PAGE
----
NASA detects Fridge-Sized asteroids coming toward Earth!

Although late identification of asteroids can be fatal to Earth, the planet appears to have been lucky this time. No, we’re not joking. According to NASA, an asteroid the size of a refrigerator recently impacted Earth’s atmosphere just hours after it was discovered. This is the seventh time an asteroid has been identified just before it collides with the Earth. It wasn’t harmful since it was too little, but we might not be so lucky all the time. On March 11, astronomer KrisztianSarneczky discovered an asteroid at Hungary’s Piszkéstet Observatory. Sarneczky alerted the International Astronomical Union’s Minor Planet Center, which verified it.

About NASA

NASA was founded in 1958 to replace the National Advisory Committee for Aeronautics (NACA). The new agency intended to have a clear civilian focus, fostering peaceful applications of space research. NASA has spearheaded the majority of the United States’ space exploration endeavors since its inception, including the Apollo Moon landing missions, the Skylab space station, and, subsequently, the Space Shuttle. NASA oversees the construction of the Orion spacecraft, the Space Launch System, Commercial Crew vehicles, and the projected Lunar Gateway space station in addition to sustaining the International Space Station. The agency is also in charge of the Launch Services Program, which oversees launch operations and manages countdowns for uncrewed NASA missions. NASA’s science efforts are focused on better understanding Earth through the Earth Observing System; advancing heliophysics through the Science Mission Directorate’s Heliophysics Research Program; discovering bodies all through the Solar System with advanced automation spacecraft such as New Horizons, and researching astrophysics topics such as the Big Bang through the Great Observatories and associated programs.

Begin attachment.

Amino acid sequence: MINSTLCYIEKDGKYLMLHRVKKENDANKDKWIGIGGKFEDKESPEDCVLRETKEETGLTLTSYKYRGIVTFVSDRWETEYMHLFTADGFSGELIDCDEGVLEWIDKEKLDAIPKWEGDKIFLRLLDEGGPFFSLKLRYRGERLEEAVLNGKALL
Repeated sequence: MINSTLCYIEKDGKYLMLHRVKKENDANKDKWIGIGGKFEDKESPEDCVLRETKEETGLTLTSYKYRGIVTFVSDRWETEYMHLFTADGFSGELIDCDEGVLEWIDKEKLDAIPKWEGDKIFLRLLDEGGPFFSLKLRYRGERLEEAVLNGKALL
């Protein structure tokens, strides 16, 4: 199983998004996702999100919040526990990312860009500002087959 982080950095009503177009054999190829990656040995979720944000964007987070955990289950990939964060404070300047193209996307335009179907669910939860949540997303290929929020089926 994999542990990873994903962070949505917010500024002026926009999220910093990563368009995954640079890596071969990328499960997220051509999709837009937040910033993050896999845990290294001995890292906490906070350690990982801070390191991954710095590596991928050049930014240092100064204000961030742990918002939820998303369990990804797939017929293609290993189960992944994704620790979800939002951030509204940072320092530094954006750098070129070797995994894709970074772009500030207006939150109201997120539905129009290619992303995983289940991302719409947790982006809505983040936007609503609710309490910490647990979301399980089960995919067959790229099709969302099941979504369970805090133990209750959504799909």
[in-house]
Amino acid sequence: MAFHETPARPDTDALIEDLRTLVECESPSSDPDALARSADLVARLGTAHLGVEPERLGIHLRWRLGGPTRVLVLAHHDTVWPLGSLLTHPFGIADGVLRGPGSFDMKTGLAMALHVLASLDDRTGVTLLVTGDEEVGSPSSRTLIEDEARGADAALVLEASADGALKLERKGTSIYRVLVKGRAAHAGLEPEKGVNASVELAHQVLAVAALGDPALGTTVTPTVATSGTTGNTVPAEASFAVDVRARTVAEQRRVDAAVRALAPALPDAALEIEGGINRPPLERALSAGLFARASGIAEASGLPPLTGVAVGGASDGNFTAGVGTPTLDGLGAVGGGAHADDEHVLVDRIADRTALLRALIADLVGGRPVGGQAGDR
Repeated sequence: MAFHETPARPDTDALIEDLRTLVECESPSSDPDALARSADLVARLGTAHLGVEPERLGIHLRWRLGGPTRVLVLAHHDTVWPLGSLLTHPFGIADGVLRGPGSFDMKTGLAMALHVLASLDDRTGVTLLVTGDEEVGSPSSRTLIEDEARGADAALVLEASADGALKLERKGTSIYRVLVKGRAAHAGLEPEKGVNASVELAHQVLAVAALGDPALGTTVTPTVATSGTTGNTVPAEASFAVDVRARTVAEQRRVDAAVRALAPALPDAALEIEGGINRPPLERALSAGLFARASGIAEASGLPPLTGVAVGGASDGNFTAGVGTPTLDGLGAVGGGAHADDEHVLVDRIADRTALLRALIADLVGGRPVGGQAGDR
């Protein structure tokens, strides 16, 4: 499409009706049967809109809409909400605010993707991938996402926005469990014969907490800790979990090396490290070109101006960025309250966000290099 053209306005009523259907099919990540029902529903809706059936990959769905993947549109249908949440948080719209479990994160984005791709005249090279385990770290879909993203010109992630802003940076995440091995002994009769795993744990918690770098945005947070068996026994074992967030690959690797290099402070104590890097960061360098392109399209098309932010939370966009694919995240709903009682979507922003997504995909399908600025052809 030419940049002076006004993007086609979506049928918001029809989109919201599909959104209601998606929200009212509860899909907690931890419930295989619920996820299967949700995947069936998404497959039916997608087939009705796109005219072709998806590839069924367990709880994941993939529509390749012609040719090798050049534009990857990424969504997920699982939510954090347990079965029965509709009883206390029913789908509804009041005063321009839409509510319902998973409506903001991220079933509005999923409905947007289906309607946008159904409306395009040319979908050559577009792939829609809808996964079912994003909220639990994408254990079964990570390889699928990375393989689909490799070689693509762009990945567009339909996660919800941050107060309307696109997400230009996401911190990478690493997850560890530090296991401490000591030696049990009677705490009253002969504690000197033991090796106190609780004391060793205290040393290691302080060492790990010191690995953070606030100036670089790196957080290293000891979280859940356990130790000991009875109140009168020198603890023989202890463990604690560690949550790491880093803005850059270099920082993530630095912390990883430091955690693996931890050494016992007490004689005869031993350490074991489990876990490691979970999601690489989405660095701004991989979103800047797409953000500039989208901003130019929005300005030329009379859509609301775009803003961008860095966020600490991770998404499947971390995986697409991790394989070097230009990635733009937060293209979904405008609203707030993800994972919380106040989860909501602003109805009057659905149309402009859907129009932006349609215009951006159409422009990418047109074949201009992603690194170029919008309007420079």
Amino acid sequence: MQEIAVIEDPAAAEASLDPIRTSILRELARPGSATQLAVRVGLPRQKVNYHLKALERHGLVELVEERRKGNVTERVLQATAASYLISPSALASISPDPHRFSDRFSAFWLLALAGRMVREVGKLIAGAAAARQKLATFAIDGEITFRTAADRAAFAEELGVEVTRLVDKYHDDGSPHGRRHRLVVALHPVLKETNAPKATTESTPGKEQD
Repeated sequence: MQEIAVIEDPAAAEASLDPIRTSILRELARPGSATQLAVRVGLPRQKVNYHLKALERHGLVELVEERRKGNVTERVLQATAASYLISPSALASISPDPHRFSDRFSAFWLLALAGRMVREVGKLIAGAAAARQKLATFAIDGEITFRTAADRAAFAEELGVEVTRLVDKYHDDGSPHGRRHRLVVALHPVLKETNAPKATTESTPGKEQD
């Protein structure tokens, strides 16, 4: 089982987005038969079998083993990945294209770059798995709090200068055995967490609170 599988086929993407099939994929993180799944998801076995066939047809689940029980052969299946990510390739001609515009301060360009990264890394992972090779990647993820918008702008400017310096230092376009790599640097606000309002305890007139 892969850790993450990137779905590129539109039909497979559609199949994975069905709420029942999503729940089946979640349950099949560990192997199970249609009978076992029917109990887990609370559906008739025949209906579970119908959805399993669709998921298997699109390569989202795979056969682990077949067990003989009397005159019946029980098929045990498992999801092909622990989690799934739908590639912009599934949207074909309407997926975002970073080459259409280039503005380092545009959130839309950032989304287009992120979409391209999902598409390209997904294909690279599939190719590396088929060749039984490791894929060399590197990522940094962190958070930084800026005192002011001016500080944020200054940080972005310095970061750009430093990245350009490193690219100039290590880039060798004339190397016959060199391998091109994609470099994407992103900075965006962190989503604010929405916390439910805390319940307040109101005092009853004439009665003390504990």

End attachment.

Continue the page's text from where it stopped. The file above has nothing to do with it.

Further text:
According to NASA, the asteroid, which was dubbed 2022 EB5, was only 612 feet long, making it “too tiny to pose a harm to Earth.” NASA’s “Scout” system, which monitors asteroids for prospective impacts, computed the rock’s orbit and concluded that it will almost surely hit the Earth. It also alerted NASA’s Jet Propulsion Laboratory in Southern California’s Center for Near-Earth Object Studies and other asteroid impact systems.

What Exactly Is an Asteroid?

Asteroids are tiny, stony objects that revolve around the sun. Although asteroids circle the sun in the same way as planets do, they are considerably smaller. Our solar system is teeming with asteroids. The majority of them are found in the main asteroid belt, which is located between the orbits of Mars and Jupiter. Asteroids can also be found in other regions. Some asteroids, for example, are discovered in planets’ orbital paths. This signifies that the asteroid and the planet orbit the sun in the same orbit. Asteroids like these can be found on Earth and a few other planets.

What caused asteroids to form?

Asteroids are remnants of our solar system’s creation. Our solar system originated around 4.6 billion years ago when a massive cloud of gas and dust collapsed. When this occurred, the majority of the material fell to the center of the cloud, becoming the sun.